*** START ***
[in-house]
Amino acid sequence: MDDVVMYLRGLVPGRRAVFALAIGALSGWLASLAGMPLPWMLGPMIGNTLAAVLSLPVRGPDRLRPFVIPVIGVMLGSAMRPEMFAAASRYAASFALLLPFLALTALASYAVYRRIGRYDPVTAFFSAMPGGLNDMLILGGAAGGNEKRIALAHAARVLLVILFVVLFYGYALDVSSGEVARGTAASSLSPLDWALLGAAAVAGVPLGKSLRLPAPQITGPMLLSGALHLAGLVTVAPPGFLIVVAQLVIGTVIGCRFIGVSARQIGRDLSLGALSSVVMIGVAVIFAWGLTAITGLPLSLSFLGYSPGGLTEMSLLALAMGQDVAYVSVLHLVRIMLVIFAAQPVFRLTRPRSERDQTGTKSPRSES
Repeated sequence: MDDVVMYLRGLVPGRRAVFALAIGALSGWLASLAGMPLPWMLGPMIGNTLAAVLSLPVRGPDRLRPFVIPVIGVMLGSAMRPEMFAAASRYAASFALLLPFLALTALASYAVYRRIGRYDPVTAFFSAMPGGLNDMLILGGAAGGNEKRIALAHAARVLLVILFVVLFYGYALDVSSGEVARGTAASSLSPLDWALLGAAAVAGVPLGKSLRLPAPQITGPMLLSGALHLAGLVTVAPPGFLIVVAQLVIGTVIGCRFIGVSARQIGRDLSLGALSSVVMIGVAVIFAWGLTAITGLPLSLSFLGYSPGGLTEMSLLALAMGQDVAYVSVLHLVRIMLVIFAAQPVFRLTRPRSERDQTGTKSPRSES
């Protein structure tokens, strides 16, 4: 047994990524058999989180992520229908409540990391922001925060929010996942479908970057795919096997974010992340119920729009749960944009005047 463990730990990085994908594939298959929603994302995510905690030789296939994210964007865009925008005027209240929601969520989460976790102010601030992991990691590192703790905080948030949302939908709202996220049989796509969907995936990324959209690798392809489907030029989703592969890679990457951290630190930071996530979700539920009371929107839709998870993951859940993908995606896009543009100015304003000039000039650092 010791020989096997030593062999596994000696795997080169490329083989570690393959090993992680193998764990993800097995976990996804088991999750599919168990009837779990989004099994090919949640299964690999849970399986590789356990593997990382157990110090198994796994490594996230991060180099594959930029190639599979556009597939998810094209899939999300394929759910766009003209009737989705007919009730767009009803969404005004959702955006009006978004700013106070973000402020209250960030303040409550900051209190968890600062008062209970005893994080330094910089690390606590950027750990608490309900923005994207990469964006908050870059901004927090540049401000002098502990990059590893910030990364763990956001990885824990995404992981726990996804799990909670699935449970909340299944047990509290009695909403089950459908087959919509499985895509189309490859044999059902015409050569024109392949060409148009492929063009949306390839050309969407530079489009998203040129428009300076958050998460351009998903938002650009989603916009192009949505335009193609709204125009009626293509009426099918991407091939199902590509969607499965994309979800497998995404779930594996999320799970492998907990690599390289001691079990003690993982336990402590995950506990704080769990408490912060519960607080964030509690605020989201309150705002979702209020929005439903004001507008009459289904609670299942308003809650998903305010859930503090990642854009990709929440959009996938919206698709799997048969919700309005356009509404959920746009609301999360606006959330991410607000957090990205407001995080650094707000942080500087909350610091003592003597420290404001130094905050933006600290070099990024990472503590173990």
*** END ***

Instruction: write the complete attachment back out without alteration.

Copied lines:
[in-house]
Amino acid sequence: MDDVVMYLRGLVPGRRAVFALAIGALSGWLASLAGMPLPWMLGPMIGNTLAAVLSLPVRGPDRLRPFVIPVIGVMLGSAMRPEMFAAASRYAASFALLLPFLALTALASYAVYRRIGRYDPVTAFFSAMPGGLNDMLILGGAAGGNEKRIALAHAARVLLVILFVVLFYGYALDVSSGEVARGTAASSLSPLDWALLGAAAVAGVPLGKSLRLPAPQITGPMLLSGALHLAGLVTVAPPGFLIVVAQLVIGTVIGCRFIGVSARQIGRDLSLGALSSVVMIGVAVIFAWGLTAITGLPLSLSFLGYSPGGLTEMSLLALAMGQDVAYVSVLHLVRIMLVIFAAQPVFRLTRPRSERDQTGTKSPRSES
Repeated sequence: MDDVVMYLRGLVPGRRAVFALAIGALSGWLASLAGMPLPWMLGPMIGNTLAAVLSLPVRGPDRLRPFVIPVIGVMLGSAMRPEMFAAASRYAASFALLLPFLALTALASYAVYRRIGRYDPVTAFFSAMPGGLNDMLILGGAAGGNEKRIALAHAARVLLVILFVVLFYGYALDVSSGEVARGTAASSLSPLDWALLGAAAVAGVPLGKSLRLPAPQITGPMLLSGALHLAGLVTVAPPGFLIVVAQLVIGTVIGCRFIGVSARQIGRDLSLGALSSVVMIGVAVIFAWGLTAITGLPLSLSFLGYSPGGLTEMSLLALAMGQDVAYVSVLHLVRIMLVIFAAQPVFRLTRPRSERDQTGTKSPRSES
């Protein structure tokens, strides 16, 4: 047994990524058999989180992520229908409540990391922001925060929010996942479908970057795919096997974010992340119920729009749960944009005047 463990730990990085994908594939298959929603994302995510905690030789296939994210964007865009925008005027209240929601969520989460976790102010601030992991990691590192703790905080948030949302939908709202996220049989796509969907995936990324959209690798392809489907030029989703592969890679990457951290630190930071996530979700539920009371929107839709998870993951859940993908995606896009543009100015304003000039000039650092 010791020989096997030593062999596994000696795997080169490329083989570690393959090993992680193998764990993800097995976990996804088991999750599919168990009837779990989004099994090919949640299964690999849970399986590789356990593997990382157990110090198994796994490594996230991060180099594959930029190639599979556009597939998810094209899939999300394929759910766009003209009737989705007919009730767009009803969404005004959702955006009006978004700013106070973000402020209250960030303040409550900051209190968890600062008062209970005893994080330094910089690390606590950027750990608490309900923005994207990469964006908050870059901004927090540049401000002098502990990059590893910030990364763990956001990885824990995404992981726990996804799990909670699935449970909340299944047990509290009695909403089950459908087959919509499985895509189309490859044999059902015409050569024109392949060409148009492929063009949306390839050309969407530079489009998203040129428009300076958050998460351009998903938002650009989603916009192009949505335009193609709204125009009626293509009426099918991407091939199902590509969607499965994309979800497998995404779930594996999320799970492998907990690599390289001691079990003690993982336990402590995950506990704080769990408490912060519960607080964030509690605020989201309150705002979702209020929005439903004001507008009459289904609670299942308003809650998903305010859930503090990642854009990709929440959009996938919206698709799997048969919700309005356009509404959920746009609301999360606006959330991410607000957090990205407001995080650094707000942080500087909350610091003592003597420290404001130094905050933006600290070099990024990472503590173990």